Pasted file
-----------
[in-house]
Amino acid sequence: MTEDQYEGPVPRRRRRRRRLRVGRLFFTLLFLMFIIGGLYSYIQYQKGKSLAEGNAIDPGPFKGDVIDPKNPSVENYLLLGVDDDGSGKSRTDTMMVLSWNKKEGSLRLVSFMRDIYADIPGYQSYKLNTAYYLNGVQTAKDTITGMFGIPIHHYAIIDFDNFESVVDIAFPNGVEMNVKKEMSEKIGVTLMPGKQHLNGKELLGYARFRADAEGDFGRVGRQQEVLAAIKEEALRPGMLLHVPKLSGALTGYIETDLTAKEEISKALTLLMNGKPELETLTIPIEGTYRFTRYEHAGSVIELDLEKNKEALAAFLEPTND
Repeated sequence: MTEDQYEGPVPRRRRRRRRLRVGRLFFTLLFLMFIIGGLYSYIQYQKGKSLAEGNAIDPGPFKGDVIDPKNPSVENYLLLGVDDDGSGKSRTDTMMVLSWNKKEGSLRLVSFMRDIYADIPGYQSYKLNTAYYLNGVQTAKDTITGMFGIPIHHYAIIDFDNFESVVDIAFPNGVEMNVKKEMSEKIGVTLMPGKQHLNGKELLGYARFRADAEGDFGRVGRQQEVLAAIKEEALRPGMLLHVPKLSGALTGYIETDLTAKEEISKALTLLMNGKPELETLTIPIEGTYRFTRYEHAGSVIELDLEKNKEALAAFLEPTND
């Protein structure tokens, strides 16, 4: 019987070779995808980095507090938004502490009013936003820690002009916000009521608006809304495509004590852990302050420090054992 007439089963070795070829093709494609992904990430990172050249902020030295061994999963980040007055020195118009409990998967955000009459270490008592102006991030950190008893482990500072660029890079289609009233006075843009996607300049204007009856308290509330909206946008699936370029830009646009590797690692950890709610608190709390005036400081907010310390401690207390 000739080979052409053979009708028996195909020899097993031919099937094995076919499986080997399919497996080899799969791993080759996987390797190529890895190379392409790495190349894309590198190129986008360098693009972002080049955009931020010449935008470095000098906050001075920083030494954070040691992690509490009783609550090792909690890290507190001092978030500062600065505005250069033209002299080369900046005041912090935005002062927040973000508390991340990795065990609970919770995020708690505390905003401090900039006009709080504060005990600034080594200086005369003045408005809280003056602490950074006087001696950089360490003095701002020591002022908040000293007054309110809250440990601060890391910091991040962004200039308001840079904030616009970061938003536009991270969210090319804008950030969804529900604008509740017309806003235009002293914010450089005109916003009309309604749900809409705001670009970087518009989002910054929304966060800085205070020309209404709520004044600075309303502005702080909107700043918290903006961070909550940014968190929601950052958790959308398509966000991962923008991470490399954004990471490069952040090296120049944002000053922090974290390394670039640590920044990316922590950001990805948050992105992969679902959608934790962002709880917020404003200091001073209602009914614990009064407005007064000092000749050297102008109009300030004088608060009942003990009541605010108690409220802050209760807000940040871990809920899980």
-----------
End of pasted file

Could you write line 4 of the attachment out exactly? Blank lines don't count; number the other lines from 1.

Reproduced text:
């Protein structure tokens, strides 16, 4: 019987070779995808980095507090938004502490009013936003820690002009916000009521608006809304495509004590852990302050420090054992 007439089963070795070829093709494609992904990430990172050249902020030295061994999963980040007055020195118009409990998967955000009459270490008592102006991030950190008893482990500072660029890079289609009233006075843009996607300049204007009856308290509330909206946008699936370029830009646009590797690692950890709610608190709390005036400081907010310390401690207390 000739080979052409053979009708028996195909020899097993031919099937094995076919499986080997399919497996080899799969791993080759996987390797190529890895190379392409790495190349894309590198190129986008360098693009972002080049955009931020010449935008470095000098906050001075920083030494954070040691992690509490009783609550090792909690890290507190001092978030500062600065505005250069033209002299080369900046005041912090935005002062927040973000508390991340990795065990609970919770995020708690505390905003401090900039006009709080504060005990600034080594200086005369003045408005809280003056602490950074006087001696950089360490003095701002020591002022908040000293007054309110809250440990601060890391910091991040962004200039308001840079904030616009970061938003536009991270969210090319804008950030969804529900604008509740017309806003235009002293914010450089005109916003009309309604749900809409705001670009970087518009989002910054929304966060800085205070020309209404709520004044600075309303502005702080909107700043918290903006961070909550940014968190929601950052958790959308398509966000991962923008991470490399954004990471490069952040090296120049944002000053922090974290390394670039640590920044990316922590950001990805948050992105992969679902959608934790962002709880917020404003200091001073209602009914614990009064407005007064000092000749050297102008109009300030004088608060009942003990009541605010108690409220802050209760807000940040871990809920899980």